A common market is the first step towards a single market and may, initially, be limited to a free trade area. The Uruguay Round, held from 1986 to 1993 and culminating in the creation of the World Trade Organization (WTO), also broadened the topics for discussion, including intellectual property. At the end of the Uruguay round, members signed the agreement on aspects of intellectual property rights that affect trade, commonly known as “TRIPS”. TRIPS has forced its members to harmonize some important elements of their patent, copyright and trademark laws. In the United States, Congress had to amend patent laws (which apply only to applications that came into effect on June 5, 1995), the most important of which were: (a) the calculation of patent duration; and b) the publication of pending patent applications. As tariffs have decreased, non-tariff barriers (NTBs) have attracted increasing attention, as they are as distorting trade as flat-rate tariffs. Non-tariff barriers consist of a series of rules, standards, standards, technical issues, administrative and bureaucratic procedures and other market-related barriers faced by exporters while trying to access a given market. The WTO is trying to highlight this area through a policy of transparency and information, but also by restrictions on the use of non-tariff barriers. The Uruguay cycle began in 1986.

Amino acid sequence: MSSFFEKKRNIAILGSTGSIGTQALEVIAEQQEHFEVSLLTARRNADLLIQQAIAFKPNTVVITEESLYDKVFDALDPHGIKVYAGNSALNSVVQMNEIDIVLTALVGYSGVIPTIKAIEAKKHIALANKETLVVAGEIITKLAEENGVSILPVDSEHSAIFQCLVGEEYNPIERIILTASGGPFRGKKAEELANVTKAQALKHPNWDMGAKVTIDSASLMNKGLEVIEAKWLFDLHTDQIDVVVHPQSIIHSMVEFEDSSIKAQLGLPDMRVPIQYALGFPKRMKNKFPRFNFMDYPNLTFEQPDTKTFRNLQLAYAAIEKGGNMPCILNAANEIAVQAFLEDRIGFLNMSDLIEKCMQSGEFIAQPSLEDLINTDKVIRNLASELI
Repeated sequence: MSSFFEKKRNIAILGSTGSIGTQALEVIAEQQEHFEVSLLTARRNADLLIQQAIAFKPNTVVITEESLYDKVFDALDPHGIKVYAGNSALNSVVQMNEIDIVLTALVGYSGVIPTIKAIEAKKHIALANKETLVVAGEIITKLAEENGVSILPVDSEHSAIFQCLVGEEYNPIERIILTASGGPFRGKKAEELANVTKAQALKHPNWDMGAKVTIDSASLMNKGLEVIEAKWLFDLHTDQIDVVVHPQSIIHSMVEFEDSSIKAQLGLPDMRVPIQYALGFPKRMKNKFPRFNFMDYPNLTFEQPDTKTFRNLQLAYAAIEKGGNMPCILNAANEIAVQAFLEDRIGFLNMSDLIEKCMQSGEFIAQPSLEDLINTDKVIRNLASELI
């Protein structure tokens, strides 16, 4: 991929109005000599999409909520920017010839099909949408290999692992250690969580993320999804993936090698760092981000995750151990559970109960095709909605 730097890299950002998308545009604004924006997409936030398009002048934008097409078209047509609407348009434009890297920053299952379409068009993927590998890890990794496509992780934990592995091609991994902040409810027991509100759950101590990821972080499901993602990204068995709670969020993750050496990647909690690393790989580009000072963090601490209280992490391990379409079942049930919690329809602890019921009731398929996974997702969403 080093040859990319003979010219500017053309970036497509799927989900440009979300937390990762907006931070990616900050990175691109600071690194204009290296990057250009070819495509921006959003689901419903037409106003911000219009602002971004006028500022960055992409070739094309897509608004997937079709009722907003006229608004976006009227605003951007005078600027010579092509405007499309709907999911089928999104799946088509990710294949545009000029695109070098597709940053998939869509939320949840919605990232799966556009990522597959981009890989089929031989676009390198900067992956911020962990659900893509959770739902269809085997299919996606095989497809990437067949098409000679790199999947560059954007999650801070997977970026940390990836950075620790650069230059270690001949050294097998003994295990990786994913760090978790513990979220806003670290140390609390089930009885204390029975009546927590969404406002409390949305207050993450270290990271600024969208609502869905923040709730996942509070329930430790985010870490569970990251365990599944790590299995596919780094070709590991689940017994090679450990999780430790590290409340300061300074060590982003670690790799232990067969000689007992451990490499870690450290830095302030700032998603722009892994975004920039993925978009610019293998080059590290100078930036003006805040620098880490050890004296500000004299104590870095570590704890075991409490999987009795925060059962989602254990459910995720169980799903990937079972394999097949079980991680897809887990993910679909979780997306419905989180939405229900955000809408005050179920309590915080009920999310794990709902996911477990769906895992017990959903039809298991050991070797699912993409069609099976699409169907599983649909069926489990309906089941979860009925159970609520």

It was the most ambitious cycle to date that hoped to extend GATT`s jurisdiction to important new areas such as services, capital, intellectual property, textiles and agriculture. 123 countries participated in the cycle. The Uruguay Round was also the first round of multilateral trade negotiations in which developing countries played an active role.  During the Great Depression, the collapse of international relations and increased trade regulation exacerbated poor economic conditions and contributed to the outbreak of World War II. After the war, the Allies believed that a multilateral framework for world trade would soften the protectionist policy that defined the 1930s and create economic interdependence that would foster partnership and reduce the risk of conflict.